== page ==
When I was growing up with my brother, I thought all boys acted the way he did. I expected my male classmates to be afraid of going up stairs, be not very talkative and eat lots of peanut butter. My world was shaken when I went to kindergarten and discovered some boys were different. I thought they were weird. I measured everyone against my brother.
When puberty struck, I began to realize, maybe my brother was different. In my house, there was nothing but hushed whispers when my brother was “not feeling well”. The unspoken rule was don’ t talk about your brother to any one even your parents. Breaking the rules meant stares and silence. Consequently, I had to create my own explanantion and understanding of what was happening to my brother.
One question that my brain played with was, is he normal or am I ? My first venture into the metaphysical thought process at age eleven. If he was normal, what was going to happen to me? Will not being afraid of heights get me into trouble? So many questions, at a time when no one really understood mental illness.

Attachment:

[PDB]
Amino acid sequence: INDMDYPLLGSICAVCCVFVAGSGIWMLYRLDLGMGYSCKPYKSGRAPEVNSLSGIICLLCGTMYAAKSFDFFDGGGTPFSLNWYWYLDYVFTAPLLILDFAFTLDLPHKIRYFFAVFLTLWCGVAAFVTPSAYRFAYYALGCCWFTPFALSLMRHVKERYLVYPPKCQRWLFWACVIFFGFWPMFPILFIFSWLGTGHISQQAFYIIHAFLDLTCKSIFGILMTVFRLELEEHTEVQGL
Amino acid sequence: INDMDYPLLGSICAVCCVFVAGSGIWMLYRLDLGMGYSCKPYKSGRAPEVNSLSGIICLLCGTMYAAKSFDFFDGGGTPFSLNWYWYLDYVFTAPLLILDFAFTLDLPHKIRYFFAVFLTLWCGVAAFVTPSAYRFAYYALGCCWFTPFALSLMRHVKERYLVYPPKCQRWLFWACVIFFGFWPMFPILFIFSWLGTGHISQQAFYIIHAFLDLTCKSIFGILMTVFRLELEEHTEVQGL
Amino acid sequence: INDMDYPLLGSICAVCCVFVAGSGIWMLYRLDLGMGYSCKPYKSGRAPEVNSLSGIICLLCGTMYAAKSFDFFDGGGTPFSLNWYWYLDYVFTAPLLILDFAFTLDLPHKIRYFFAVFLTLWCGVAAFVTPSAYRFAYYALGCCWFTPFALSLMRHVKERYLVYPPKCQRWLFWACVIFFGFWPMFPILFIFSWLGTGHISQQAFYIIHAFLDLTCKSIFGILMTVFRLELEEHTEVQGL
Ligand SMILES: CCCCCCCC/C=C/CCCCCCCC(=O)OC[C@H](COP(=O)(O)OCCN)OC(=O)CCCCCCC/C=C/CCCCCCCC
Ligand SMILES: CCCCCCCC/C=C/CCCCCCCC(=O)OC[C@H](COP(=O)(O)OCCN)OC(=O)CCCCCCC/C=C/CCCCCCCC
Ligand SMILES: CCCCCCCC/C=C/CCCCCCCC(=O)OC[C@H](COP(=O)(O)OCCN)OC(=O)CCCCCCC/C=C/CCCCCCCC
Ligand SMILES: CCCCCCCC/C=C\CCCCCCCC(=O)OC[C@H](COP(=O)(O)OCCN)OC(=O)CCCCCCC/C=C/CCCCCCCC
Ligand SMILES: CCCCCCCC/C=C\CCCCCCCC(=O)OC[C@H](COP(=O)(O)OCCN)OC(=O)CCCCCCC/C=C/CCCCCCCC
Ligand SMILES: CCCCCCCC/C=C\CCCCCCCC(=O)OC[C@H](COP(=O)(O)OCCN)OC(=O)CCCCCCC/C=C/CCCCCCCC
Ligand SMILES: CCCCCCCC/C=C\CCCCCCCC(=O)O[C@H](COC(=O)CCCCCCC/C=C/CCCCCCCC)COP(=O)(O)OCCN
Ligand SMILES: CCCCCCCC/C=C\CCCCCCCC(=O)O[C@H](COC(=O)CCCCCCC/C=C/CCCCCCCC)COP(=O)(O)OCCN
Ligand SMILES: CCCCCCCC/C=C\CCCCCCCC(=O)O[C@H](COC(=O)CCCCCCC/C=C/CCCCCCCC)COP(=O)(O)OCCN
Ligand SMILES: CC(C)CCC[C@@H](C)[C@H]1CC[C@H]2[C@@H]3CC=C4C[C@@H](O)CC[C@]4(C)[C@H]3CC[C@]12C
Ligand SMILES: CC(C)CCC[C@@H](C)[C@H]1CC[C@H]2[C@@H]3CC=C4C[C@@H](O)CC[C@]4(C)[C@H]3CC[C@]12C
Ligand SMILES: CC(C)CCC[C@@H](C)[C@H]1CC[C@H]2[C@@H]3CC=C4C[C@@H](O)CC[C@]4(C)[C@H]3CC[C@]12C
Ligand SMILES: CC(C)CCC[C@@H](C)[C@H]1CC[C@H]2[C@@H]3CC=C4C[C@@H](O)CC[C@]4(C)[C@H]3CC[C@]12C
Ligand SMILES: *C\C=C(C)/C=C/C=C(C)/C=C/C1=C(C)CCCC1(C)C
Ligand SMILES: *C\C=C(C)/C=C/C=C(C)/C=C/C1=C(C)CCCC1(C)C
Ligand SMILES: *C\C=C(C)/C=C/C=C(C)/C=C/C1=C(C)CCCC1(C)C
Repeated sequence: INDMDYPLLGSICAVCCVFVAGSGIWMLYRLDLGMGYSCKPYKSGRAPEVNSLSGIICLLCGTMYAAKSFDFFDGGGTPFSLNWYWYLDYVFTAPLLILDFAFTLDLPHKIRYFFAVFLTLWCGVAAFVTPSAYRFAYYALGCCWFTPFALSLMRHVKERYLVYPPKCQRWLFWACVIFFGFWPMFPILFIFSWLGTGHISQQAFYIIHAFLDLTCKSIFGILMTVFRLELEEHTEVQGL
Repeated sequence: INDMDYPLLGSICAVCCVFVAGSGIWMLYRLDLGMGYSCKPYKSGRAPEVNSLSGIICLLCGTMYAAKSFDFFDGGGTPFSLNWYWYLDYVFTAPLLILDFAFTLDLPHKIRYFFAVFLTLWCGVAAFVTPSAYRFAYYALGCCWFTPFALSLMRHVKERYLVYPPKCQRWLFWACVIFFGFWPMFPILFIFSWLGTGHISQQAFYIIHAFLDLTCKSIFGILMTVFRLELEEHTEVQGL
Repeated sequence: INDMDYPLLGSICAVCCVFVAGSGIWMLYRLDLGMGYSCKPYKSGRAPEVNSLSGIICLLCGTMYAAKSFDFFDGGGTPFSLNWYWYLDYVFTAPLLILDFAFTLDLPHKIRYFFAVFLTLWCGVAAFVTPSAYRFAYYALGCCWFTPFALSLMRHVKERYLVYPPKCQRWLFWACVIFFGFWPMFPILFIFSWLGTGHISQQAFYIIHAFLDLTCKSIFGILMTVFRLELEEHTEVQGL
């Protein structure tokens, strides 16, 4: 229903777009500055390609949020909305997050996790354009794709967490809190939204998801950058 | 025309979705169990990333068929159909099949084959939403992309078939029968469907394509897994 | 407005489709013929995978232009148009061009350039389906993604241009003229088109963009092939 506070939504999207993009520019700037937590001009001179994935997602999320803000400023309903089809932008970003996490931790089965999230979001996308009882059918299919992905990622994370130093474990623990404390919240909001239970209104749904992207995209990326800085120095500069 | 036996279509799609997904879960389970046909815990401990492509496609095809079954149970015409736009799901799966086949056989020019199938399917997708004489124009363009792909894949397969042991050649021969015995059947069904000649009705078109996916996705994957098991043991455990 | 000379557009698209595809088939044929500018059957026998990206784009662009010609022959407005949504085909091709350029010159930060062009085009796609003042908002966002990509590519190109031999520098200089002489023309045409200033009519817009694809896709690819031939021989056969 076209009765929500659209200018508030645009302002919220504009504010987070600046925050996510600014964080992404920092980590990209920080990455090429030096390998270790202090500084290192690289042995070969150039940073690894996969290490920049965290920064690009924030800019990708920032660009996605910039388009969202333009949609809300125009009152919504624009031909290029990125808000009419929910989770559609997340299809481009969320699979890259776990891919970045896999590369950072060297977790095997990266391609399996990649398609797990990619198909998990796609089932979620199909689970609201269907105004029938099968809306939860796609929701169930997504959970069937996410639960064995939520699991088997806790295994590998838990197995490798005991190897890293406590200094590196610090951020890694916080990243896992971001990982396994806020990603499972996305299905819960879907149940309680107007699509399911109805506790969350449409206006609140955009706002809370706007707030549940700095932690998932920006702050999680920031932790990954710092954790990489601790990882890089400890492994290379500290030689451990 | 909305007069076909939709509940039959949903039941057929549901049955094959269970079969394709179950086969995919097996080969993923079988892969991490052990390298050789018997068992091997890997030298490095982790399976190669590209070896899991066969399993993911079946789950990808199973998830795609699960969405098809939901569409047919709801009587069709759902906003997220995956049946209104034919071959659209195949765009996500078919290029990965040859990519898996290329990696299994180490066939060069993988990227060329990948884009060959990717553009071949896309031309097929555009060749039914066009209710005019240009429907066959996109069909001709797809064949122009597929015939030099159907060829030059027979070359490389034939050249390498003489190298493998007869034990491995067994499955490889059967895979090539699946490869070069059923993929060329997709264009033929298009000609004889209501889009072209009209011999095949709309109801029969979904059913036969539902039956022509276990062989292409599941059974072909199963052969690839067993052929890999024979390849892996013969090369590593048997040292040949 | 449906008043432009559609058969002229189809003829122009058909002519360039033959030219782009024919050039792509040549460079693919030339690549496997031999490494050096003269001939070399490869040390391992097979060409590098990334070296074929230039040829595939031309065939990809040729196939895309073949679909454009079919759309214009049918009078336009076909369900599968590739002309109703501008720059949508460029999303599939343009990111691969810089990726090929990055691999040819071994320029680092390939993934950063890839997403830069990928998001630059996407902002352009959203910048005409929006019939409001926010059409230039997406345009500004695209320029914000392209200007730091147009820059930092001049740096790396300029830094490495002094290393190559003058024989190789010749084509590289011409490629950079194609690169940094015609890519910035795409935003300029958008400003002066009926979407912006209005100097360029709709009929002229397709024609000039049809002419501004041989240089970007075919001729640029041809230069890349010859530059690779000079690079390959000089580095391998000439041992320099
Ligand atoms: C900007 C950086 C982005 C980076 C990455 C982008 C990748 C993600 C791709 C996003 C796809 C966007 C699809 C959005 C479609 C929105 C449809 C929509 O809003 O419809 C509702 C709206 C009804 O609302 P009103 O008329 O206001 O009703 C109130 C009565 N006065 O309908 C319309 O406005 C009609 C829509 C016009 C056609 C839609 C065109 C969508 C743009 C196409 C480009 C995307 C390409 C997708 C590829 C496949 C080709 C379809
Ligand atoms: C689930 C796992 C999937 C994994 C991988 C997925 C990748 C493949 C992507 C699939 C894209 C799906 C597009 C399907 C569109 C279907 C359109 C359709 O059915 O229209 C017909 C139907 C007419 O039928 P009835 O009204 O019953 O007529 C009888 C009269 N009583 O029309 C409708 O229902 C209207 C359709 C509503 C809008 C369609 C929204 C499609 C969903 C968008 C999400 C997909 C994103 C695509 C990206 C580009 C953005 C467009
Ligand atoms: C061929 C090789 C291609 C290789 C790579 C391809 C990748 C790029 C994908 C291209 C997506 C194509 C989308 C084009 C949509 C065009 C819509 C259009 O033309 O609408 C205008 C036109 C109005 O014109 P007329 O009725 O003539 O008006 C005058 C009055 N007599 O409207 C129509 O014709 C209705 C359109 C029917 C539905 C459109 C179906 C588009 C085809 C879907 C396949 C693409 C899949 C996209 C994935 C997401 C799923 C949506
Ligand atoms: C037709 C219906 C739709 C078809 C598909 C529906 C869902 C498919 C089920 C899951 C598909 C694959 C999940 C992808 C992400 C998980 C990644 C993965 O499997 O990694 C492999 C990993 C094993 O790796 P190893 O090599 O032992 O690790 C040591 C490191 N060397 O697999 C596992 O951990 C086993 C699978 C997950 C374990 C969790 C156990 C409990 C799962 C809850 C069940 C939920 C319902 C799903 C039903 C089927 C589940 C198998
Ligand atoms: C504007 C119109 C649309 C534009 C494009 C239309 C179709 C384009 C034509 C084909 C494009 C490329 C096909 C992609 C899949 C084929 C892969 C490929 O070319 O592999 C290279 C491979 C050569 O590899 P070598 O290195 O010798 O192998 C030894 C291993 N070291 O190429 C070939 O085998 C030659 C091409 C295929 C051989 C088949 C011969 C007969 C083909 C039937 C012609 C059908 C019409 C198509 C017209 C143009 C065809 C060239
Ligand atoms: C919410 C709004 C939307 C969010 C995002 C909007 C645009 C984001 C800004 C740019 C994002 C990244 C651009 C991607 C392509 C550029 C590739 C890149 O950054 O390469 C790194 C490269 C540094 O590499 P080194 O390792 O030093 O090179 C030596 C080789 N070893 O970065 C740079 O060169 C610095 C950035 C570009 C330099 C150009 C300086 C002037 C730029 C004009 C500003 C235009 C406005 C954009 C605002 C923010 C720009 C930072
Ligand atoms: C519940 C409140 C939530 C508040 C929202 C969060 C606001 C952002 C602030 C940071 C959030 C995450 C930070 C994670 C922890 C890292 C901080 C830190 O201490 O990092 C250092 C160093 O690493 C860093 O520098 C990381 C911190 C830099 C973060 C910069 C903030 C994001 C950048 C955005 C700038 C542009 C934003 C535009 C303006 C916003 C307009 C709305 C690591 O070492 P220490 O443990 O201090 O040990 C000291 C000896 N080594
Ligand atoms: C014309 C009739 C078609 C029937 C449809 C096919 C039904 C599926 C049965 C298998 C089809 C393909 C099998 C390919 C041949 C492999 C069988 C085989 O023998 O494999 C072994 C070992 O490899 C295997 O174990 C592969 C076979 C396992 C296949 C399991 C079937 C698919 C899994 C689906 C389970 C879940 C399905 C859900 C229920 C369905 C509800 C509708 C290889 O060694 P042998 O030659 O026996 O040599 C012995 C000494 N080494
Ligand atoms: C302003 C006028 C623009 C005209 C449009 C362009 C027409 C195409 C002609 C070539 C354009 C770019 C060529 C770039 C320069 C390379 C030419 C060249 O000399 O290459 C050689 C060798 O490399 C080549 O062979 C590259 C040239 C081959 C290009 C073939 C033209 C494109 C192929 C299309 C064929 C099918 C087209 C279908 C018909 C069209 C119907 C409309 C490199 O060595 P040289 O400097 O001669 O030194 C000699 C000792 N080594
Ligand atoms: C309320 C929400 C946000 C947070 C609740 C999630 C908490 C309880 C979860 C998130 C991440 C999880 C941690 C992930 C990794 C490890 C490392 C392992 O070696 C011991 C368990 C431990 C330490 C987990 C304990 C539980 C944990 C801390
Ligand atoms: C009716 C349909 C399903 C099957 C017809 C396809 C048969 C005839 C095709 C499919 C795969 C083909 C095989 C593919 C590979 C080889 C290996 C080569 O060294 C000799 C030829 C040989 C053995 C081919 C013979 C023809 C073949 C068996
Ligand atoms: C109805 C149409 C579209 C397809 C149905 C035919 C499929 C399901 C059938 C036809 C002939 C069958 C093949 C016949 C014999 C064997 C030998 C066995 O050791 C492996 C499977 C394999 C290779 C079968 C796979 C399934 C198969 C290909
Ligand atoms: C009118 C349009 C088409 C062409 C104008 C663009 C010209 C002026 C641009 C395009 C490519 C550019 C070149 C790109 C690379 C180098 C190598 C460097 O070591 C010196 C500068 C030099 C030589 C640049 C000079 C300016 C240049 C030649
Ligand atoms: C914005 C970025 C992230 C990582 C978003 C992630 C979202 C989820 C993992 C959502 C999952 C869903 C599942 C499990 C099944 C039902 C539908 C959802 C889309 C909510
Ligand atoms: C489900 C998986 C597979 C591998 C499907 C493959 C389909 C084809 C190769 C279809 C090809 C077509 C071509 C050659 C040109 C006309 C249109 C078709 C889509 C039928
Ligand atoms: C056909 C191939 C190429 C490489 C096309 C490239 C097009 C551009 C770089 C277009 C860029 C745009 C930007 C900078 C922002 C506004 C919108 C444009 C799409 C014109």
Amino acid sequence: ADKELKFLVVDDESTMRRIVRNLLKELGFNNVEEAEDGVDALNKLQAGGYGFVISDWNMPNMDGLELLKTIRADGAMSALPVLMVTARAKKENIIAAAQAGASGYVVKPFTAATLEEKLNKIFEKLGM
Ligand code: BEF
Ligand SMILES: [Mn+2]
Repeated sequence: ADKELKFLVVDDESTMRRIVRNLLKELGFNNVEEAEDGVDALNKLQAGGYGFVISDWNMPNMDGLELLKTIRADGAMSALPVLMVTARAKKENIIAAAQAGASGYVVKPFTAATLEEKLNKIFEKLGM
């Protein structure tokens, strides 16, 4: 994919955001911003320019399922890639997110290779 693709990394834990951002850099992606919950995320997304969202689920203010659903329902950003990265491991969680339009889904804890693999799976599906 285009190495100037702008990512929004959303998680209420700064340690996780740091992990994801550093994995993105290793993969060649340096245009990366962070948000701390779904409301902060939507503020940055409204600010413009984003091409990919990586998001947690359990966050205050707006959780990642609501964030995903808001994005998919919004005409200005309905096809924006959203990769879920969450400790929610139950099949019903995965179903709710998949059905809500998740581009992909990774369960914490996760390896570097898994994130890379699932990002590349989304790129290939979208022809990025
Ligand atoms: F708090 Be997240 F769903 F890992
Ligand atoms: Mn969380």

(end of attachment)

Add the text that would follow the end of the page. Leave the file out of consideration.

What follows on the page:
Another thought process for me was, if my brother’s behavior is abnormal, is it like measles and will I get it? In a way, his illness permeated life and how the family functioned. There was a contagious nature to the illness in that it created imbalance and often sadness. As much as my parents tried to create a sense of normalcy, it was almost impossible. We just never knew what was coming next. My parents had no tools to manage the situation. At the time, services and support didn’t exist.
As I got older, I realized schizophrenia was not contagious. Knowing that, didn’t relieve the sadness I felt for my brother and his struggle.